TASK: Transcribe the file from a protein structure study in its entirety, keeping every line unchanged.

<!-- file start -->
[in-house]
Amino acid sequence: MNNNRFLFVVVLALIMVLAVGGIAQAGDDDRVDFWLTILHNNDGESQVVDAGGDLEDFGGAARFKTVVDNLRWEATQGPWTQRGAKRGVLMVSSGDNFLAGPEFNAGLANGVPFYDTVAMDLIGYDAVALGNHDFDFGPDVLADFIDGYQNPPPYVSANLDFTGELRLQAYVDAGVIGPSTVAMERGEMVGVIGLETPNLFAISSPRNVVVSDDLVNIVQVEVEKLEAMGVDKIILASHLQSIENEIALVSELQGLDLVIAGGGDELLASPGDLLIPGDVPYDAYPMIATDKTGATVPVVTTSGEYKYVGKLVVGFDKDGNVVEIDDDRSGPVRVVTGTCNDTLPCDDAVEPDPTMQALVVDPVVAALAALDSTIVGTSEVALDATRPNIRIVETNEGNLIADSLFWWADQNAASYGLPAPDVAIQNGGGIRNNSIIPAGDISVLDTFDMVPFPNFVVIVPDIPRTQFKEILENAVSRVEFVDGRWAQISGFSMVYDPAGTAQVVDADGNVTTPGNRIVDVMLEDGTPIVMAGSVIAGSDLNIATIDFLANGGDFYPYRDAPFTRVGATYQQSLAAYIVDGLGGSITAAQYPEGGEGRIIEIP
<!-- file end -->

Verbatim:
[in-house]
Amino acid sequence: MNNNRFLFVVVLALIMVLAVGGIAQAGDDDRVDFWLTILHNNDGESQVVDAGGDLEDFGGAARFKTVVDNLRWEATQGPWTQRGAKRGVLMVSSGDNFLAGPEFNAGLANGVPFYDTVAMDLIGYDAVALGNHDFDFGPDVLADFIDGYQNPPPYVSANLDFTGELRLQAYVDAGVIGPSTVAMERGEMVGVIGLETPNLFAISSPRNVVVSDDLVNIVQVEVEKLEAMGVDKIILASHLQSIENEIALVSELQGLDLVIAGGGDELLASPGDLLIPGDVPYDAYPMIATDKTGATVPVVTTSGEYKYVGKLVVGFDKDGNVVEIDDDRSGPVRVVTGTCNDTLPCDDAVEPDPTMQALVVDPVVAALAALDSTIVGTSEVALDATRPNIRIVETNEGNLIADSLFWWADQNAASYGLPAPDVAIQNGGGIRNNSIIPAGDISVLDTFDMVPFPNFVVIVPDIPRTQFKEILENAVSRVEFVDGRWAQISGFSMVYDPAGTAQVVDADGNVTTPGNRIVDVMLEDGTPIVMAGSVIAGSDLNIATIDFLANGGDFYPYRDAPFTRVGATYQQSLAAYIVDGLGGSITAAQYPEGGEGRIIEIP